Clive Barker hasn’t returned to his Hellraiser series of stories nor his Harry D’Amour shorts in quite a while, and they’ve never crossed over into the same realm. But his latest novel, The Scarlet Gospels, does just that, taking two of Barker’s most iconic figures (both from literature and film) and pitting them against each other in a battle of forces, where the winner determines if Hell overtakes the earth. It’s a risky proposition to put both of these characters together, because to be honest, the Hellraiser series has very little in common with the private investigations of D’Amour besides that character’s ability to battle against demons because of various mystical powers he possesses. And fans of both series have been waiting a good while for Barker to return to the ideas that, arguably, made him a powerhouse of the horror fiction sphere.
The Scarlet Gospels, then, has a lot to live up to. It’s working with both of those storylines in a way that allows Barker to progress both at the same time, with D’Amour as a protagonist and Pinhead (the derogatory name for the Hell Priest of the novel) as antagonist. This is the best way to tackle such a mash-up, and Barker starts things off with smattering of gory descriptive moments, a buffet of violent scenes that call back to Hellraiser’s ultraviolence.
Then Barker works in D’Amour, a private investigator with the tendency to mimic noir detectives of old. However, The Scarlet Gospels is less like The Maltese Falcon than expected, told from a third-person omniscient point-of-view. Barker’s prose in this novel is pretty blunt, and that’s often to the detriment of his characters; D’Amour is less interesting in this story because it feels like Barker is really forcing the dialogue, some of it so hackneyed that it limits the suspense of the rest of the plot. It’s clear that Barker is attempting to blend both aspects of his universes into one – D’Amour tends to be a bit more sarcastic and wry, whereas the Hellraiser universe is more about pain, suffering, and BDSM – but it’s an aspect that doesn’t work as well as Barker would probably hope.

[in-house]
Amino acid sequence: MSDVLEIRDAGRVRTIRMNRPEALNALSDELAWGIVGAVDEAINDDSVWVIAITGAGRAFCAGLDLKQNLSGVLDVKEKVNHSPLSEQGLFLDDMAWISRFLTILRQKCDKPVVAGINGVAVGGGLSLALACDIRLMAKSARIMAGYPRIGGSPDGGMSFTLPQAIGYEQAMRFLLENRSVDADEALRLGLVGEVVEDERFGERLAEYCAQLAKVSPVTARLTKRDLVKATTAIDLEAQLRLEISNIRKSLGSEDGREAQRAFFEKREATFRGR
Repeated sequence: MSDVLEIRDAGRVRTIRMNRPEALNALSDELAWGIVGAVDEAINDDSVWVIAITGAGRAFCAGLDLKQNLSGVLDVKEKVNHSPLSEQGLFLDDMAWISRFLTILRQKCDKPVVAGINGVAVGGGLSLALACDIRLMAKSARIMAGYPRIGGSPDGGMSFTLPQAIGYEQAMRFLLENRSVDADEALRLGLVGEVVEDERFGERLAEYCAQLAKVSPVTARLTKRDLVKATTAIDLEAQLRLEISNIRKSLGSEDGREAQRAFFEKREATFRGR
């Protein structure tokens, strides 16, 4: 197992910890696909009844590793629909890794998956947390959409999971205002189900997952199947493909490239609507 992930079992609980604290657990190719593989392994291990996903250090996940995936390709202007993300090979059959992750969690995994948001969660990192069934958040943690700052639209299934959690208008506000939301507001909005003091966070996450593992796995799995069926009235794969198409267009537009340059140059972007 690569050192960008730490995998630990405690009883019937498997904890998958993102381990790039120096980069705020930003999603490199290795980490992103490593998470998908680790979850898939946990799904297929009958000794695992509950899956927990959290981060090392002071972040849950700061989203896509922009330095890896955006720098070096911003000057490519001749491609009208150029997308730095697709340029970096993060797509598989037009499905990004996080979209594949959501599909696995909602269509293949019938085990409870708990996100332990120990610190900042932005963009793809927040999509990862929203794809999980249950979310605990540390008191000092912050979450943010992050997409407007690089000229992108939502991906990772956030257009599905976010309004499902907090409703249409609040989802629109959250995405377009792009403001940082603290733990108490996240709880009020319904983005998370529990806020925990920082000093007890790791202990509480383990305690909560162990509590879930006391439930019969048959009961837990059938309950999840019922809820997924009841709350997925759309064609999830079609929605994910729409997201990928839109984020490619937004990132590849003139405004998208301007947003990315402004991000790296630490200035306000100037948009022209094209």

Part of that stems from Pinhead, who has been built up in earlier stories as such a powerful being in Hell that Barker’s introduction of him here as a lowly Hell-dweller attempting to rise up the demon ranks until he reaches Lucifer’s level of power seems to negate what we’ve seen of him in the past. He’s still a powerful force, and he still has the iconic hooks of death; but The Scarlet Gospels attempts to glean too much humor out of Pinhead. Barker goes one step further than making him into a villain who enjoys pain and suffering, and the dialogue loses a lot of what made Pinhead so terrifying. He becomes a facade of his former self, easier to laugh at than to fear.
There’s also the problem of Barker’s metaphysical descriptions in Hell; as D’Amour and a few of his demon-fighting buddies journey into the great abyss, Barker includes a ton of demon baddies for them to battle, all of them intriguingly different in their descriptions. But as D’Amour vanquishes these enemies, they’re described as dying, except that they’re already in Hell. Where they go from here, what it means to die in Hell, isn’t explained, and this becomes a problem in the final chapters of The Scarlet Gospels when they find Lucifer, dead by suicide until he rises from the grave to fight Pinhead in a tete-a-tete for power over Hell. The idea is interesting, and Barker goes into immense detail about the fighting itself, but otherwise the meaning behind dying, the takeover of Hell, and the potential for Hell to rise to Earth, is lost.
The Scarlet Gospels, then, mainly becomes a story about D’Amour’s journey to Hell to get back his close friend Norma as she’s put through a series of increasingly traumatic events. Barker isn’t averse to depicting all kinds of debauched sexual antics, and this novel is full of them, including rape, masturbation, and other filthy acts. Barker is more successful when he’s focusing on D’Amour, because he seems to have his voice down better than Pinhead’s; though the comedy is somewhat cringe-worthy, that’s the kind of person D’Amour is, and it fits in better than the stuff from the Hellraiser series.
Unfortunately The Scarlet Gospels sounds good on paper but is less effective in execution. Barker’s return to two of his best characters leaves much to be desired, not so much in plot – he’s always a good weaver of story – but in the prose itself, often wavering between comedy and ultraviolence in a way that shifts the Hellraiser tone away from the sadomasochism it used to have; it’s no longer deadly serious, and that means the themes that worked in early stories no longer apply. While fans of Barker’s work may find The Scarlet Gospels an interesting read, it’s certainly not worthy of worship nor his best work by far.